But his latest campaigning speech in the Eastern Cape shows that the man won't back down without a fight.

The Dr Nkosazana Dlamini-Zuma Candidacy

Dlamini-Zuma is one of the few within the ANC ranks who has served under all ANC presidents since the democratic dispensation. From Mandela's administration to Zuma's administration, her record in all the portfolios she held is impeccable. Though her success in the African Union Commission is subject to scrutiny, she did a sterling job on many fronts. Born in KwaZulu-Natal, she rose to prominence through hard work and tenacity.

When her erstwhile husband was sent packing from the Union Buildings second-in-command seat by Mbeki, she was approached to take his seat, an offer she declined. In 2007, she contested against her ex-husband slate in Polokwane, a battle she lost. In spite of this apparent enmity, she became a minister of home affairs under Zuma's administration.

Despite her record both in the SA government and in the continent, Dlamini-Zuma's candidacy will spark more division within the ANC. She is seen as a Zuma's stooge and protégé.

In 2012, she was put forward to challenge Jean Ping's reign in the AU Commission. She availed herself, and she won. She left the country to sit in the April heat and December cold of Addis Ababa in Ethiopia. While away, her name was doing rounds within the ANC circles at home. But as was frequently said of her: Out of sight but not out of mind. Also in 2012, she was elected into the ANC NEC with a whopping number of votes.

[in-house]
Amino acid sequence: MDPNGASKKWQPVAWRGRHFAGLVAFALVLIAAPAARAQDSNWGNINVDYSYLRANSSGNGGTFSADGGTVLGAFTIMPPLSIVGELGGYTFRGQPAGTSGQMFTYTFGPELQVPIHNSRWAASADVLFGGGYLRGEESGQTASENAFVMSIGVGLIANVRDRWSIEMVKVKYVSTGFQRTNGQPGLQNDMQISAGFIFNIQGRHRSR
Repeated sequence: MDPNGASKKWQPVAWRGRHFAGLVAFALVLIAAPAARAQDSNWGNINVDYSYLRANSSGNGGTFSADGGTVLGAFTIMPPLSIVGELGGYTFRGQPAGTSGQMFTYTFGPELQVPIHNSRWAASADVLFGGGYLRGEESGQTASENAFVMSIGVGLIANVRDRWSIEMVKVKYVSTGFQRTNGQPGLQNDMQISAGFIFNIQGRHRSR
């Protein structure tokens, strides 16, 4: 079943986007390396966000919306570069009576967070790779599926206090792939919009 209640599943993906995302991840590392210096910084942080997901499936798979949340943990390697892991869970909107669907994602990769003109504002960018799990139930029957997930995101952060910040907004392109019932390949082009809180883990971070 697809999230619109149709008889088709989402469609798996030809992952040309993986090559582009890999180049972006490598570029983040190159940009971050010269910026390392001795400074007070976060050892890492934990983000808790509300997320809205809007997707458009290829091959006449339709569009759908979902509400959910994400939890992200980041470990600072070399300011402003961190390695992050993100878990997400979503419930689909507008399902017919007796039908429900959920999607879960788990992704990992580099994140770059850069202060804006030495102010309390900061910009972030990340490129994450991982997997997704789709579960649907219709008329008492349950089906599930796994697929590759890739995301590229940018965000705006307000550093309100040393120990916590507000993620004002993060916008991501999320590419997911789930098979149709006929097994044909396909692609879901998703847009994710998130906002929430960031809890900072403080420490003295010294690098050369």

Despite her record both in the SA government and in the continent, her candidacy will spark more division within the ANC. She is seen by some as Zuma's stooge and protégé. Calls for the country's readiness for a woman president will fall on the deaf ears in sections of our society. The timing is not right, or as we should rather say, she has the wrong backer. Her candidacy has been forcefully imposed onto branches of the ANC by a lobby group of premiers, dubbed "The Premier League". Her association with such group has nullified her competency. Within the ANC insiders, Dlamini-Zuma is not what they are ready for.

The Accidental ANC President – Dr Zweli Mkhize

The former Premier of KwaZulu Natal, chancellor of the University of KwaZulu Natal, and the current Treasurer of the ANC, is an "all-rounder" politician. In recent events, the ANC has been sending Mkhize to troubled and toxic areas where certain leaders within the ANC cannot go. He is after all the damage controller of the ruling party. Calm, collected, soft spoken and intelligent, the ANC treasury-general is someone the nation yearns for in these difficult times. Indeed, the party needs someone who will put into actions what the ANC has preached during the January 8th statement –- unity in action.

Like Safa's Nematandani, Mkhize is the "accidental" ANC president. Put aside his ethnic roots. He is the rank and file ANC cadre. Within the top six, he is one of the few leaders that is not tainted and remains a force of reason. He listens to both Zuma and Ramaphosa –- and still makes his position known. He will unify the irreparably damaged party of Olivier Tambo. As the branches look for an alternative to avoid another breakaway party, Mkhize present them with that opportunity.

There are many names that have been put forth. However, Mkhize tops the list of those punted as the ANC gears up for the 54th elective conference in December.

By all accounts, Khabazela is the next ANC leader and he will emerge, almost "accidentally".